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First of all, Harper gave a great answer to a similar question here, but I'm having trouble making it work for an irregular shaped roof with an angle that is not 45 degrees.

My roof contains an internal drain, with the top right and bottom left sides sloping towards it.

I have attempted to make the slope myself following the reasoning from the above post but I'm not confident it's correct. I've stuck to a slope of 2:100 and tried to use the Pythagorean theorem to find the hypotenuse of the angle which is 65 degrees.

Is what I've done correct?

sketch of flat roof

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    As impressive as Harper's answer is, in the field no carpenter is going to do this math. He's going to pull drylines between critical points and take actual measurements. You're dealing with an existing roof, which isn't perfectly flat itself, so the math may not apply well anyway. If you try doing it on paper you're bound to be making at least some of the cuts twice after you find that things don't fit well. – isherwood Oct 4 '19 at 20:57
  • I'd agree that no tradesman out on a job like this would do all this math upfront. I like the idea of using math in this way -- it might generally be overkill -- but it's a fun DIY project for me. You mentioned taking measurements at critical points, how would you go about getting the slope right on a roof like this? – JamesDean Oct 4 '19 at 21:41
  • Establish a level line however you like and measure the difference at each end. That's the very definition of slope. – isherwood Oct 7 '19 at 12:41
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The slope of the roof is 2/100 so the elevation of the roof at and given distance from the drain can be expressed proportionally 2/100=elevation/distance or e=(2d)/100. So yes, 236 from the drain the elevation is (2*236)/100 = 4.72. If you can measure with a tape or step off the distance with dividers you can dispense with any more math than that.

Basically on the building you can measure the distance from the drain to any point on the roof and mark the height. Or if you're trying to cut strips you can find the start and end heights as above then snap a chalk line between them.

As a practical matter you'd probably want to increase the slope slightly beyond code and pick a few critical points such as corners and the midpoint of long edges to set the height. The reason being that you probably a) can't build a perfect cone with construction lumber and b) the rest of the building probably isn't perfect either. Giving yourself a margin for error means that every point in between should have at least the minimum slope.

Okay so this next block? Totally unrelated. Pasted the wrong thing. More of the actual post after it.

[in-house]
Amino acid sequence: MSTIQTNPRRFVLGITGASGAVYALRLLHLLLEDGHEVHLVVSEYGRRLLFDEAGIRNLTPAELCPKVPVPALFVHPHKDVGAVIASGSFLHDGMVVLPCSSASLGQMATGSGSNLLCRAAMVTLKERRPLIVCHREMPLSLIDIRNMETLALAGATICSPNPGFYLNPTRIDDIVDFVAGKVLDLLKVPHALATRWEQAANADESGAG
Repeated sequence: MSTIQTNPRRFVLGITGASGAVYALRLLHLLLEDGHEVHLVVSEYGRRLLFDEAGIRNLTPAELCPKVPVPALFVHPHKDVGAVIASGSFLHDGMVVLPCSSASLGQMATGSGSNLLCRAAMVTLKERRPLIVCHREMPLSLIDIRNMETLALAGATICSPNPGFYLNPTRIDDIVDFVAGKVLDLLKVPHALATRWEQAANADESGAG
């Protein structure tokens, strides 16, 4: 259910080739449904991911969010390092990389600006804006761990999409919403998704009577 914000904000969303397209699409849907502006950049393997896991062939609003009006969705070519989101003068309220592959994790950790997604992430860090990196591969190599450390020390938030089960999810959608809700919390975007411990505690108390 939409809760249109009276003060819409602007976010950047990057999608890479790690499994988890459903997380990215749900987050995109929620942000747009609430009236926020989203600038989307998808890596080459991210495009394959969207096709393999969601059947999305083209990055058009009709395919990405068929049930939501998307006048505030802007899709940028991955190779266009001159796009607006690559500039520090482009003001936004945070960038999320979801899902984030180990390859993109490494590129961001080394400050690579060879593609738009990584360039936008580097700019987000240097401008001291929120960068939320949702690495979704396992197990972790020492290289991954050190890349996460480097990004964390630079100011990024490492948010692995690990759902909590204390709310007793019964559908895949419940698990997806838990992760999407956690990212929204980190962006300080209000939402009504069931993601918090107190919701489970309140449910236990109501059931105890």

By the way, the angle is irrelevant to the Pythagorean theorem which states the length of the hypotenuse is equal to the square root of the sum of the squares of the legs.

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Start by laying out your valley as you have done, install the valley boards (you'll also get a valley at approximately 90 degrees to this valley, where the planes of the two ends of the house meet, so leave space for that)

Now all you need to do is construct the planes so that they slope at an angle approx 45 degrees to the valley in the general direction of the drain 1:100 is probably enough slope for the planes.

you also want the slope to be away-from or parallel with the edges of the roof to prevent rivers from forming at the edges of the roof, anything between (30 degrees to 60 degrees direction of slope relative to a 2:100 the gutter will get you at-least 1:100 slope on the plane)

Making the slope go one way makes the lines of equal height (isoheights) go perpendicular, so you can copy the height of the valley board along along the lines of equal height. This short-cut can be seen in Harper's answer, although he doesn't call this result out, and in-fact disguises it by using two colours

The extra valleys caused where the planes meet will be where both planes have the same height. the direction these take can be determined by projecting lines of equal across the two planes and seeing where they intersect.

The bottom left corner is problematic, an angle of less than 30 degrees to the valley is needed there to avoid making a river against the edge of the roof. that's going to result in too little slope, you may need to steepen the valles in that direction to compensate.

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Thanks Mathew Gauthier and Jasen. I used a combination of your answers to give something I feel confident about doing.

From your answer Mathew, I'll be using the formulae you gave to easily workout the distance from the drain to the joists which intersect on the red line (the roof joists run horizontally) where I can then use the shortcut that you clarified, Jansen, about isoheights.

I decided to keep my slope at 45 degrees to simplify all the calculations and make it easy for me to make the firring strips for the joists, even if it'll mean that I'll have to trim a few joists and sister them with smaller ones. enter image description here

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